With the downturn in the world economy over recent years, more and more people have been turning to their hobbies as a means of either supplementing a downsized income or replacing a lost one. This means that the photography market — particularly when it comes to the wedding industry — has become well and truly saturated, and it more difficult than ever to build a thriving business. If you’d like to find out some of the best ways to grow your profile in a competitive market, read on for five top tips you can take advantage of.
Enroll in a Photography Course
While it is possible to build up your knowledge of camera equipment, shooting techniques and the photography industry from practical, hands-on experience, one of the best ways to set you on the fast-track to becoming a full-time wedding photographer is to enroll in a respected photography school for in-depth lessons. A dedicated wedding photography course will teach you some of the best techniques for choosing and using equipment, taking advantage of lighting, finding the best settings for photos, deciding on camera angles, and editing photographs in your studio. On top of these elements, specific wedding photography training can also help you learn about the business side of the industry — after all, what good is a professional cameraman or woman without any clients.
Make Friends With Wedding Organizers
When it comes time to find clients and to start building a portfolio of work to entice future couples to choose you for their big day, making friends with wedding organizers can be very beneficial.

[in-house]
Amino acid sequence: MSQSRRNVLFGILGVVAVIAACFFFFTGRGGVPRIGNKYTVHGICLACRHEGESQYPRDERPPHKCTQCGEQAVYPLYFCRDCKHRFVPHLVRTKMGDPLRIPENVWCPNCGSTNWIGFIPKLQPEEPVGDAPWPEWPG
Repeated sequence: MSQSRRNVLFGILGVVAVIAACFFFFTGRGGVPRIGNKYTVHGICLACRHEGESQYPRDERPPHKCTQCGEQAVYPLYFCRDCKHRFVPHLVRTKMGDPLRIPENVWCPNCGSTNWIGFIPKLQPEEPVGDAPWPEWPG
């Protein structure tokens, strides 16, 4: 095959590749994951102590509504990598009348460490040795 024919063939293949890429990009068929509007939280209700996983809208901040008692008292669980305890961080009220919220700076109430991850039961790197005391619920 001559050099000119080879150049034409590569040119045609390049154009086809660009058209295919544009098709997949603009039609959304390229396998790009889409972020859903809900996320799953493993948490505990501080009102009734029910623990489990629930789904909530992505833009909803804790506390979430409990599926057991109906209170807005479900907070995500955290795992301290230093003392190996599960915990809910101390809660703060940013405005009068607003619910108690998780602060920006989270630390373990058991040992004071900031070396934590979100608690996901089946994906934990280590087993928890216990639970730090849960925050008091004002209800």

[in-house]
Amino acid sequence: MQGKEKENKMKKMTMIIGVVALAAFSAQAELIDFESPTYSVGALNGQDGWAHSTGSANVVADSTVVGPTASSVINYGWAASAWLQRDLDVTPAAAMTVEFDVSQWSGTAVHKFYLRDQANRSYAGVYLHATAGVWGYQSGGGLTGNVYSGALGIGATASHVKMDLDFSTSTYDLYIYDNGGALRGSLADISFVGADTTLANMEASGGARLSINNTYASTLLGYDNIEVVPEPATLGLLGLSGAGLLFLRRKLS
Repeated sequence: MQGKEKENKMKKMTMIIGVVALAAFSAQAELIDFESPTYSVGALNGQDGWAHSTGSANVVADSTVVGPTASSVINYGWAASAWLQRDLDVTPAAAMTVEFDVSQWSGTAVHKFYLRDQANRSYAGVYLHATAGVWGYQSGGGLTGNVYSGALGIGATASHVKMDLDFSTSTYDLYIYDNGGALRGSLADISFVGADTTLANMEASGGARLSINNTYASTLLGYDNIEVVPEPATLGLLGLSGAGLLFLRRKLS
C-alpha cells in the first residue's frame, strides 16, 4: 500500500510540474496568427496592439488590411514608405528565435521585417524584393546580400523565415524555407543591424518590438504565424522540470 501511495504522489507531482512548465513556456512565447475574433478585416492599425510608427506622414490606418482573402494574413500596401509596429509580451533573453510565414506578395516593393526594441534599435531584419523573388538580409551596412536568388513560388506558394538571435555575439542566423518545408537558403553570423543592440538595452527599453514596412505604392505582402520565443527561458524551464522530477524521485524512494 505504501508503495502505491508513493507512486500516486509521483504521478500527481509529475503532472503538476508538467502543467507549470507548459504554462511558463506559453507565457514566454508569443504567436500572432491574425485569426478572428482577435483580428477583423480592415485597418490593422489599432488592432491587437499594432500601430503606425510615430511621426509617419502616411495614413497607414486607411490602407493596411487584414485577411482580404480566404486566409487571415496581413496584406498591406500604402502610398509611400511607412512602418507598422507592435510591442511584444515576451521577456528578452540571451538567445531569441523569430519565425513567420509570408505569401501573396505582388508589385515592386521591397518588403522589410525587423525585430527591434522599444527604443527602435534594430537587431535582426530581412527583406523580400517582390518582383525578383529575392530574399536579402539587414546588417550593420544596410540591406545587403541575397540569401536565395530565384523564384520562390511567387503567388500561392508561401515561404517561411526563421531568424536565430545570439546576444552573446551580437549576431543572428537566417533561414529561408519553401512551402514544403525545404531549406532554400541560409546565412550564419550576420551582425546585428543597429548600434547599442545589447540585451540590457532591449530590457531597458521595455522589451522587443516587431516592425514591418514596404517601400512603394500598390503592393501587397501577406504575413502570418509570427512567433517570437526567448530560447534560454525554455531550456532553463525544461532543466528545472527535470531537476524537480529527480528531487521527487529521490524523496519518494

As planners often hire or suggest photographers to couples they work with, having some quality connections in this field can help you very quickly build up your client base. Attend networking events or utilize social media sites to make initial connections with wedding organizers, and then think about ways you might be of assistance to them so that you can build that relationship over time. You might consider offering wedding planners a referral fee for any clients they send your way, or perhaps offer to shoot one of their events at a heavily discounted rate so that they can find out for themselves how good your work is and how professional you are with customers.
Always Have a Prior Consultation With Couples
It’s also important to factor in time for a consultation with couples before their big day. One of the best ways to land new jobs is from recommendations from happy customers. As a result, it’s crucial that you impress each couple that hires you. In order to do this, you need to be clear about their expectations and desires. Have a comprehensive consultation with each couple before their wedding so that you can be clear about what type of photos they’re looking for; any potential family member rifts that need to be worked around on the day; which parts of the day need to be photographed; and if they require their photos to be taken in particular locations.
Organize Your Time and Expect the Unexpected
Wedding days can be hectic and go by in a flash, so it’s vital you plan out the day accordingly. Before the wedding, have a think about which elements of the day you need to capture and where you may need to stand for the best shots. Don’t forget to factor in driving times between locations, as well as potential holdups from wedding party members. Also ensure you are clear about how to get to each venue. Disorganized photographers miss out on capturing key moments at events, so make sure this doesn’t happen to you. As well, remember to have back-up plans in case of any weather issues.
Know Your Equipment and Have Backups
Even if you’re new to the industry, you should have spent plenty of time practicing your craft and getting to know your equipment inside and out before any paying gigs. Prior to an event, ensure that all of your equipment is working properly, charged up, and packed ready to go. Don’t forget to have backups on hand, such as a spare camera, flash, lens, batteries and tripod, so that if anything is damaged or suddenly stops working on the day, you won’t have an issue with completing the job.